08 Feb Round Up: Protecting Montana’s Trout Fisheries
As the executive director of Montana Trout Unlimited, David Brooks spends his days learning the ins and outs of legislation and issues as they pertain to fisheries. Dedicated to conserving, protecting, and restoring Montana’s coldwater fisheries and their watersheds, he’s the guy we approached to ask about the biggest threats to trout habitat in our area.
BSJ: What do you see as the most pressing issues that face Montana’s fishing waters right now?
BROOKS: There are four big picture things that I would identify as threats: invasive species, state and federal budgets for fisheries management, regulations and rules to do with clean water and mining, and the biggest is developing resilience in the face of climate change.
BSJ: With such big issues, how do you decide what to tackle next?
BROOKS: We try to tackle things on a watershed scale with specific projects, or rules being repealed or created, and try to keep it close to home and Montana-focused. For example, we’ve heard a lot in the last year about invasive mussels in Montana. Our state’s willingness to fund a robust aquatic invasive species plan is important, so we are working closely with state agencies on that issue.
BSJ: Can you talk more about the invasive species problem?
BROOKS: Really, it’s watershed-based invasive species issues we focus on a lot of the time. One example is invasive lake trout in Swan Lake that are threatening Montana’s wild and native trout populations. When Swan Lake was healthy not that many years ago, 10 percent of all the bull trout in the Northwest lived there, but that’s been greatly reduced. We are committing time and resources to the recovery of this native trout fishery.
BSJ: What kinds of laws and regulations are you focused on?
BROOKS: There are two playing out right now. For one, the Trump administration is trying to repeal and rewrite the Clean Water Rule. More than half of our stream mileage in Montana is protected under the 2015 Clean Water Rule, and we could lose protection along with thousands of acres of wetlands covered in that jurisdiction. The streams covered provide the clean and cold water for the spawning tributaries essential to native and wild trout. Without the rule, the birthplaces of our wild trout are at risk of pollution and development.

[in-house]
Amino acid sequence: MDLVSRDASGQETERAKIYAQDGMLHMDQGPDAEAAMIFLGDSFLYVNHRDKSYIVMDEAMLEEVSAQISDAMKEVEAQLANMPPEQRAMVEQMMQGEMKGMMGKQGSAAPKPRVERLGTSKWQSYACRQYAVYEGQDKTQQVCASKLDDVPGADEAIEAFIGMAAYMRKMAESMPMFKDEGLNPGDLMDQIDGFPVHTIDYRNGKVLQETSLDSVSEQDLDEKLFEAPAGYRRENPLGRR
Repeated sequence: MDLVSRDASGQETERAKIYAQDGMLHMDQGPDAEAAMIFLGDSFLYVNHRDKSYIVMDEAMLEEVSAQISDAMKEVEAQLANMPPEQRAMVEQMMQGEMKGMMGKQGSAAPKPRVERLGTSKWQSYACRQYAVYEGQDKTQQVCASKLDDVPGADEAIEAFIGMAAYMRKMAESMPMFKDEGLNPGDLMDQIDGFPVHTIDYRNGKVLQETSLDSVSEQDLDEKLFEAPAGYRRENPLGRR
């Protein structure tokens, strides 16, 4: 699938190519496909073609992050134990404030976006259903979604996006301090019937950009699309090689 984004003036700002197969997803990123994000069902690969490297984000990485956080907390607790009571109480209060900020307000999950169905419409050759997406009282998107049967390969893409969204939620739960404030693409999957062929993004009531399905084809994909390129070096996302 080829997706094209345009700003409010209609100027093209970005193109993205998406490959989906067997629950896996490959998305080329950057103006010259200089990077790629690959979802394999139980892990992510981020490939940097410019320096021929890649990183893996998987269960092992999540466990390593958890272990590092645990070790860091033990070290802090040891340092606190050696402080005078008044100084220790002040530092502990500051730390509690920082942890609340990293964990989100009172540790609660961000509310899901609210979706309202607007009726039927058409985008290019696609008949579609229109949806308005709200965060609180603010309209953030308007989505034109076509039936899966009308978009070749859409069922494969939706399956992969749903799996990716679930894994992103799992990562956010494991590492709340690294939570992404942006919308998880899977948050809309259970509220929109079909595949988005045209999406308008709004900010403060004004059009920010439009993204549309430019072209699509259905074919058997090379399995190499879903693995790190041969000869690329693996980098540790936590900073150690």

The Trump administration is also abandoning an Obama-era rule to require mining companies to have bond money in hand to handle unexpected spills and cleanup. Beyond fishing, this is about clean water for drinking. It’s also about protecting taxpayers from footing the cleanup costs of mining.
BSJ: How is a lack of funding causing problems?
BROOKS: We’re seeing budgetary concerns at the state and federal level. Fish, Wildlife and Parks has had to make $1 million in cuts to its fisheries programs, which has included serious cuts to wild trout stocking of popular angling destinations, programs that help perpetuate the tailwater fisheries of the Missouri River.
BSJ: What can passionate individuals do to help?
BROOKS: Find a local watershed group, Trout Unlimited or a local chapter [there are 13 in Montana], and pay attention to what they are doing. Most offer chances for the public to get engaged, whether it’s a phone call to decision makers or showing up at a hearing. We can help educate people on issues and help people do something collective, rather than try to move the needle on something individually, which is really hard. Sign up for emails, find us on Facebook, Instagram, on our website montanatu.org, or call me.